# Module `Base.Lazy`

A value of type `'a Lazy.t`

is a deferred computation, called a suspension, that has a result of type `'a`

.

The special expression syntax `lazy (expr)`

makes a suspension of the computation of `expr`

, without computing `expr`

itself yet. "Forcing" the suspension will then compute `expr`

and return its result.

Note: `lazy_t`

is the built-in type constructor used by the compiler for the `lazy`

keyword. You should not use it directly. Always use `Lazy.t`

instead.

Note: `Lazy.force`

is not thread-safe. If you use this module in a multi-threaded program, you will need to add some locks.

Note: if the program is compiled with the `-rectypes`

option, ill-founded recursive definitions of the form `let rec x = lazy x`

or `let rec x = lazy(lazy(...(lazy x)))`

are accepted by the type-checker and lead, when forced, to ill-formed values that trigger infinite loops in the garbage collector and other parts of the run-time system. Without the `-rectypes`

option, such ill-founded recursive definitions are rejected by the type-checker.

`val compare : ('a -> 'a -> int) -> 'a t -> 'a t -> int`

`val hash_fold_t : (Hash.state -> 'a -> Hash.state) -> Hash.state -> 'a t -> Hash.state`

`include Monad.S with type 'a t := 'a t`

`include Base__.Monad_intf.S_without_syntax with type 'a t := 'a t`

`module Monad_infix : Base__.Monad_intf.Infix with type 'a t := 'a t`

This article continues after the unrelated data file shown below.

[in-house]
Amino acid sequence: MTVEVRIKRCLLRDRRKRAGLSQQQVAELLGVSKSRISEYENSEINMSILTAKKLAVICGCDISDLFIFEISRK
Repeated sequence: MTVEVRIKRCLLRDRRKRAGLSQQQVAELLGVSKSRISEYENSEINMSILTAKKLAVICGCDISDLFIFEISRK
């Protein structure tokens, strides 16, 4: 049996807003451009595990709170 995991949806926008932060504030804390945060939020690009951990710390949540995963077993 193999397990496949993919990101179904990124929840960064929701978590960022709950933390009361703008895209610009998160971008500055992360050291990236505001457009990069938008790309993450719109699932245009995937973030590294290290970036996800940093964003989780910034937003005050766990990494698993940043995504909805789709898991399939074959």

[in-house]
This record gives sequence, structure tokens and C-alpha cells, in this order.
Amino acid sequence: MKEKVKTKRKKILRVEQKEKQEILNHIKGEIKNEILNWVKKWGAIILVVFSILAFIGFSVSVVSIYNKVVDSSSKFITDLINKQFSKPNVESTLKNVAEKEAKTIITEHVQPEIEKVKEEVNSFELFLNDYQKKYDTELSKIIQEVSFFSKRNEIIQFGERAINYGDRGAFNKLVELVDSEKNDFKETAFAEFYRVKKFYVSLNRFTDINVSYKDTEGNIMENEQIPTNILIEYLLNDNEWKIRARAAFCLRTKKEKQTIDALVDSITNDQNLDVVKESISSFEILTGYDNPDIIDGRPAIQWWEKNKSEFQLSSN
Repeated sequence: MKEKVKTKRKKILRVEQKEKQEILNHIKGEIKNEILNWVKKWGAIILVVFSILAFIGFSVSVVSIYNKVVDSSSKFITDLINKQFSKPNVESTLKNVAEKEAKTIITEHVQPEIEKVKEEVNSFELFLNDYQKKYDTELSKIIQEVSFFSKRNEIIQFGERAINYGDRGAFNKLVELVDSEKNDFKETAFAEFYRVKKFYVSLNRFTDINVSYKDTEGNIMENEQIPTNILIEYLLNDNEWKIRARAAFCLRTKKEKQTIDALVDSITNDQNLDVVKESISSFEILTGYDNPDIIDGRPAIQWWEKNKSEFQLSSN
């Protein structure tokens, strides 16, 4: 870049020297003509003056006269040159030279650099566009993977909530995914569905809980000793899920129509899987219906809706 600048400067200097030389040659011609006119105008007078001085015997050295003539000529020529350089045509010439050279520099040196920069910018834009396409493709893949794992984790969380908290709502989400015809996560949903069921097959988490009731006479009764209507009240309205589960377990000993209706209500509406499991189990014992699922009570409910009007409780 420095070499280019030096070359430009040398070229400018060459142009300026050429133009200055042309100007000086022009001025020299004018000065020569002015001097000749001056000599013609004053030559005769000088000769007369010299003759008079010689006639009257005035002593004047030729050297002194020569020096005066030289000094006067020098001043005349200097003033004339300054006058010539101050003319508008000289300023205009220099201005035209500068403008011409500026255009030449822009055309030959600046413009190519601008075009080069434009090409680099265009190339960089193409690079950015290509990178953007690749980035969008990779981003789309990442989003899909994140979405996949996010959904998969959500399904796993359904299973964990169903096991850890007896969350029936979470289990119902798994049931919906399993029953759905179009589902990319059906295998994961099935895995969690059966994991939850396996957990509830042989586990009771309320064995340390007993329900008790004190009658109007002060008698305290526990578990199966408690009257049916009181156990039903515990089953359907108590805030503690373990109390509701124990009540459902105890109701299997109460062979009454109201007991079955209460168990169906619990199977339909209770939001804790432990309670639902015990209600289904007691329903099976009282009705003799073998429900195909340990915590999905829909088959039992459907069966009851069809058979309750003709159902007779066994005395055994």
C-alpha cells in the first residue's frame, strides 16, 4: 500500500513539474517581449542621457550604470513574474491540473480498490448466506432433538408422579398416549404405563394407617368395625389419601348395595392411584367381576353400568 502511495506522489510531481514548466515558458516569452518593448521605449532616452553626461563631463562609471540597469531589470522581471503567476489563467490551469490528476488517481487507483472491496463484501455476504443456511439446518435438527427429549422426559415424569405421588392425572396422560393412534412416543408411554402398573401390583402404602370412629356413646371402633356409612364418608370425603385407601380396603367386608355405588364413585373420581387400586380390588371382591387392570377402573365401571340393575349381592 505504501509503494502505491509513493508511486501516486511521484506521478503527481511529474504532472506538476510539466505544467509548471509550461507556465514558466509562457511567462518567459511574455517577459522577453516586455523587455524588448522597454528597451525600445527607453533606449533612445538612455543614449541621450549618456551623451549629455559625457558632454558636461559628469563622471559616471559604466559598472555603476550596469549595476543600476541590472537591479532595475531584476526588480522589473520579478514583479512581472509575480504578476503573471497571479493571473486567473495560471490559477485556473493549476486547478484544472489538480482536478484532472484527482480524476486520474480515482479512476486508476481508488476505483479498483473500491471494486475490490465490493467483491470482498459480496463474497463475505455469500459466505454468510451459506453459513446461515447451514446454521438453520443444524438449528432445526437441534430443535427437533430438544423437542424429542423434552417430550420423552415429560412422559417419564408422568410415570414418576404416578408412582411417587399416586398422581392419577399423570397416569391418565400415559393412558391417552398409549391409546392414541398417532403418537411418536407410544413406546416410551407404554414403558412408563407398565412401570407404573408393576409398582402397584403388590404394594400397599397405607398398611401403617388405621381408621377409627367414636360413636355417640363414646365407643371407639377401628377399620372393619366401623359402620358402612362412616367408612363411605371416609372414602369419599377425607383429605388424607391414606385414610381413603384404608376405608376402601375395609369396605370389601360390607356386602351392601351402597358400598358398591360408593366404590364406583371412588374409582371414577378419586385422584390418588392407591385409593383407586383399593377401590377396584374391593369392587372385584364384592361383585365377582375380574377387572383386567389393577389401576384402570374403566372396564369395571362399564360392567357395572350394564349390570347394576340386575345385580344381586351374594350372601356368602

`val return : 'a -> 'a t`

`return v`

returns the (trivial) computation that returns v.

`val ignore_m : 'a t -> unit t`

`ignore_m t`

is`map t ~f:(fun _ -> ())`

.`ignore_m`

used to be called`ignore`

, but we decided that was a bad name, because it shadowed the widely used`Caml.ignore`

. Some monads still do`let ignore = ignore_m`

for historical reasons.

`val force : 'a t -> 'a`

`force x`

forces the suspension`x`

and returns its result. If`x`

has already been forced,`Lazy.force x`

returns the same value again without recomputing it. If it raised an exception, the same exception is raised again. Raise`Undefined`

if the forcing of`x`

tries to force`x`

itself recursively.

`val force_val : 'a t -> 'a`

Like

`force`

except that`force_val x`

does not use an exception handler, so it may be more efficient. However, if the computation of`x`

raises an exception, it is unspecified whether`force_val x`

raises the same exception or`Undefined`

.

`val from_fun : (unit -> 'a) -> 'a t`

`from_fun f`

is the same as`lazy (f ())`

but slightly more efficient if`f`

is a variable.`from_fun`

should only be used if the function`f`

is already defined. In particular it is always less efficient to write`from_fun (fun () -> expr)`

than`lazy expr`

.

`val from_val : 'a -> 'a t`

`from_val v`

returns an already-forced suspension of`v`

(where`v`

can be any expression). Essentially,`from_val expr`

is the same as`let var = expr in lazy var`

.

`val is_val : 'a t -> bool`

`is_val x`

returns`true`

if`x`

has already been forced and did not raise an exception.

`module T_unforcing : sig ... end`

This type offers a serialization function

`sexp_of_t`

that won't force its argument. Instead, it will serialize the`'a`

if it is available, or just use a custom string indicating it is not forced. Note that this is not a round-trippable type, thus the type does not expose`of_sexp`

. To be used in debug code, while tracking a Heisenbug, etc.